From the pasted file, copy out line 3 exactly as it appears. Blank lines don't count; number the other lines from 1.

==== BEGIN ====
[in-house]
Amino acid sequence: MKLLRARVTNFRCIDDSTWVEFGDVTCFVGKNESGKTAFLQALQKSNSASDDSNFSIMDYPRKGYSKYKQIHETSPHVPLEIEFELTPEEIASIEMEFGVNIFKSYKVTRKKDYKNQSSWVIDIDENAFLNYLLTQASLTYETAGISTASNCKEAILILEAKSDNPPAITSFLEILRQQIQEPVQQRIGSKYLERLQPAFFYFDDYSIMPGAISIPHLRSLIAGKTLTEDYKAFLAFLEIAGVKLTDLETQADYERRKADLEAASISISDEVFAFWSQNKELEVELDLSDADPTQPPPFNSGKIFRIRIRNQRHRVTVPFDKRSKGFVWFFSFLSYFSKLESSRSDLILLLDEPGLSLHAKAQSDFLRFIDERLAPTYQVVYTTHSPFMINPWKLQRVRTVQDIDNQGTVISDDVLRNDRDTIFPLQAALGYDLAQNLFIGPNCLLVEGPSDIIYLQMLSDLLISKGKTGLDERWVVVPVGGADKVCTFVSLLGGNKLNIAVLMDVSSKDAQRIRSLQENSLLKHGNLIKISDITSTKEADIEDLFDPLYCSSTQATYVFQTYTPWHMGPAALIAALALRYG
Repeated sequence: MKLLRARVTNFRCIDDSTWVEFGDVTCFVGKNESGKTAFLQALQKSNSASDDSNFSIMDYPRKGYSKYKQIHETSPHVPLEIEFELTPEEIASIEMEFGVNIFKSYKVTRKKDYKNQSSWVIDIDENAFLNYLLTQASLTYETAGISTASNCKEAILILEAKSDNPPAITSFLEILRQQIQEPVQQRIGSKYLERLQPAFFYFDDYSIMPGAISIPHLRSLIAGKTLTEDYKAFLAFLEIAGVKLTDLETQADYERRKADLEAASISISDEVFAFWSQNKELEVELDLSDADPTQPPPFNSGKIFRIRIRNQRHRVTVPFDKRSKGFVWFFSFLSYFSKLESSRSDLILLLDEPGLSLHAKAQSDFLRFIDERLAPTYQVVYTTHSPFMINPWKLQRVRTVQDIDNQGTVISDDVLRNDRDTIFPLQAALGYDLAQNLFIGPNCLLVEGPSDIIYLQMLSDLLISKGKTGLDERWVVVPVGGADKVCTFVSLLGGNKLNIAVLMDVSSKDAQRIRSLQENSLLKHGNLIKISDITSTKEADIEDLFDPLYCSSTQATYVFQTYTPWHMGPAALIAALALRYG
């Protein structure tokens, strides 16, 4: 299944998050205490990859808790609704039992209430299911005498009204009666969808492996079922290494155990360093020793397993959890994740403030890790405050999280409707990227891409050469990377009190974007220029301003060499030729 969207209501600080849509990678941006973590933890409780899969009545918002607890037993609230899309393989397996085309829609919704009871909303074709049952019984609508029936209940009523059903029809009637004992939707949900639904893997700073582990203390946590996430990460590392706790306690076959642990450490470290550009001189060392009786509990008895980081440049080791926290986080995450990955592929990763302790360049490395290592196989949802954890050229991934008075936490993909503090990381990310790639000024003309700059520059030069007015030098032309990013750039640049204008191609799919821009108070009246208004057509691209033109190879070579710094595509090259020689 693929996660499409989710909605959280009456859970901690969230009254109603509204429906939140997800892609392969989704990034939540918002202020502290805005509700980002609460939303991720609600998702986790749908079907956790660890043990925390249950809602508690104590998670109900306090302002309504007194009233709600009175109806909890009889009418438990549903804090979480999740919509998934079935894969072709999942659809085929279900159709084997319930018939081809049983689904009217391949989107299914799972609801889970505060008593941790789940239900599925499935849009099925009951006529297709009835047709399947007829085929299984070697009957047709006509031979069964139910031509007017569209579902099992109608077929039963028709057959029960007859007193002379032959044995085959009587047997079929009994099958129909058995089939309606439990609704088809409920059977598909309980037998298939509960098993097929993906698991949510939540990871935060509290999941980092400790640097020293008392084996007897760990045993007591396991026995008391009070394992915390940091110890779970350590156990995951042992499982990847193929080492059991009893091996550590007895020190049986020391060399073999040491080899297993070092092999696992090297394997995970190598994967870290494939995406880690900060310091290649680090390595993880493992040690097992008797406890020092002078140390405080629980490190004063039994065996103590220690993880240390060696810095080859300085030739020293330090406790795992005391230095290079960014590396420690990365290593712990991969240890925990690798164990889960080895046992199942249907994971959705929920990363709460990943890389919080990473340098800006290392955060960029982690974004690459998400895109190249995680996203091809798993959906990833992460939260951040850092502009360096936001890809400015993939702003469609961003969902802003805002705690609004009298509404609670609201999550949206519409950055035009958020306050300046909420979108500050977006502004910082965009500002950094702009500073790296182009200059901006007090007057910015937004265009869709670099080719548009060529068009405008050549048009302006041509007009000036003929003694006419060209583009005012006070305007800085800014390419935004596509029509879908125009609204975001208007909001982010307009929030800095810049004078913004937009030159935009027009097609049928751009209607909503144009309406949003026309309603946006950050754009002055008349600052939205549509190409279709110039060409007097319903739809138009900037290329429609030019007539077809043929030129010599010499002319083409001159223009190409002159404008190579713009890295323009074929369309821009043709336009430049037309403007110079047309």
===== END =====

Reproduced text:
Repeated sequence: MKLLRARVTNFRCIDDSTWVEFGDVTCFVGKNESGKTAFLQALQKSNSASDDSNFSIMDYPRKGYSKYKQIHETSPHVPLEIEFELTPEEIASIEMEFGVNIFKSYKVTRKKDYKNQSSWVIDIDENAFLNYLLTQASLTYETAGISTASNCKEAILILEAKSDNPPAITSFLEILRQQIQEPVQQRIGSKYLERLQPAFFYFDDYSIMPGAISIPHLRSLIAGKTLTEDYKAFLAFLEIAGVKLTDLETQADYERRKADLEAASISISDEVFAFWSQNKELEVELDLSDADPTQPPPFNSGKIFRIRIRNQRHRVTVPFDKRSKGFVWFFSFLSYFSKLESSRSDLILLLDEPGLSLHAKAQSDFLRFIDERLAPTYQVVYTTHSPFMINPWKLQRVRTVQDIDNQGTVISDDVLRNDRDTIFPLQAALGYDLAQNLFIGPNCLLVEGPSDIIYLQMLSDLLISKGKTGLDERWVVVPVGGADKVCTFVSLLGGNKLNIAVLMDVSSKDAQRIRSLQENSLLKHGNLIKISDITSTKEADIEDLFDPLYCSSTQATYVFQTYTPWHMGPAALIAALALRYG